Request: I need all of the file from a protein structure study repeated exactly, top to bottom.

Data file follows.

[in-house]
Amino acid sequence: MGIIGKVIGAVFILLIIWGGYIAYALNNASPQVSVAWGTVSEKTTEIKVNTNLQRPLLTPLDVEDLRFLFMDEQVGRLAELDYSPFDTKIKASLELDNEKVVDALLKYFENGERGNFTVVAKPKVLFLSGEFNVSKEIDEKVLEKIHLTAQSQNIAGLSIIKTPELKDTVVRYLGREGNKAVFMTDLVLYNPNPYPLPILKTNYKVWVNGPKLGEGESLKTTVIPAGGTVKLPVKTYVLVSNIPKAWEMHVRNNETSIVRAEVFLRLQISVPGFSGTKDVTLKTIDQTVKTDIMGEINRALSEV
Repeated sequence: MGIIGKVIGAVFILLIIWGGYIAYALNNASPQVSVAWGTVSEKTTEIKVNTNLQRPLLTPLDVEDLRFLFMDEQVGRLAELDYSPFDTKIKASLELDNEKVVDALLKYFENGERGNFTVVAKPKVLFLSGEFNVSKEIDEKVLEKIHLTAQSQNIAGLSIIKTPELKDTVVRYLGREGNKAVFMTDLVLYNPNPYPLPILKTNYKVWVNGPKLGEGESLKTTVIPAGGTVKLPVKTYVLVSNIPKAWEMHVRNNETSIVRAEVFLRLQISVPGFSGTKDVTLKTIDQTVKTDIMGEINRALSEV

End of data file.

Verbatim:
[in-house]
Amino acid sequence: MGIIGKVIGAVFILLIIWGGYIAYALNNASPQVSVAWGTVSEKTTEIKVNTNLQRPLLTPLDVEDLRFLFMDEQVGRLAELDYSPFDTKIKASLELDNEKVVDALLKYFENGERGNFTVVAKPKVLFLSGEFNVSKEIDEKVLEKIHLTAQSQNIAGLSIIKTPELKDTVVRYLGREGNKAVFMTDLVLYNPNPYPLPILKTNYKVWVNGPKLGEGESLKTTVIPAGGTVKLPVKTYVLVSNIPKAWEMHVRNNETSIVRAEVFLRLQISVPGFSGTKDVTLKTIDQTVKTDIMGEINRALSEV
Repeated sequence: MGIIGKVIGAVFILLIIWGGYIAYALNNASPQVSVAWGTVSEKTTEIKVNTNLQRPLLTPLDVEDLRFLFMDEQVGRLAELDYSPFDTKIKASLELDNEKVVDALLKYFENGERGNFTVVAKPKVLFLSGEFNVSKEIDEKVLEKIHLTAQSQNIAGLSIIKTPELKDTVVRYLGREGNKAVFMTDLVLYNPNPYPLPILKTNYKVWVNGPKLGEGESLKTTVIPAGGTVKLPVKTYVLVSNIPKAWEMHVRNNETSIVRAEVFLRLQISVPGFSGTKDVTLKTIDQTVKTDIMGEINRALSEV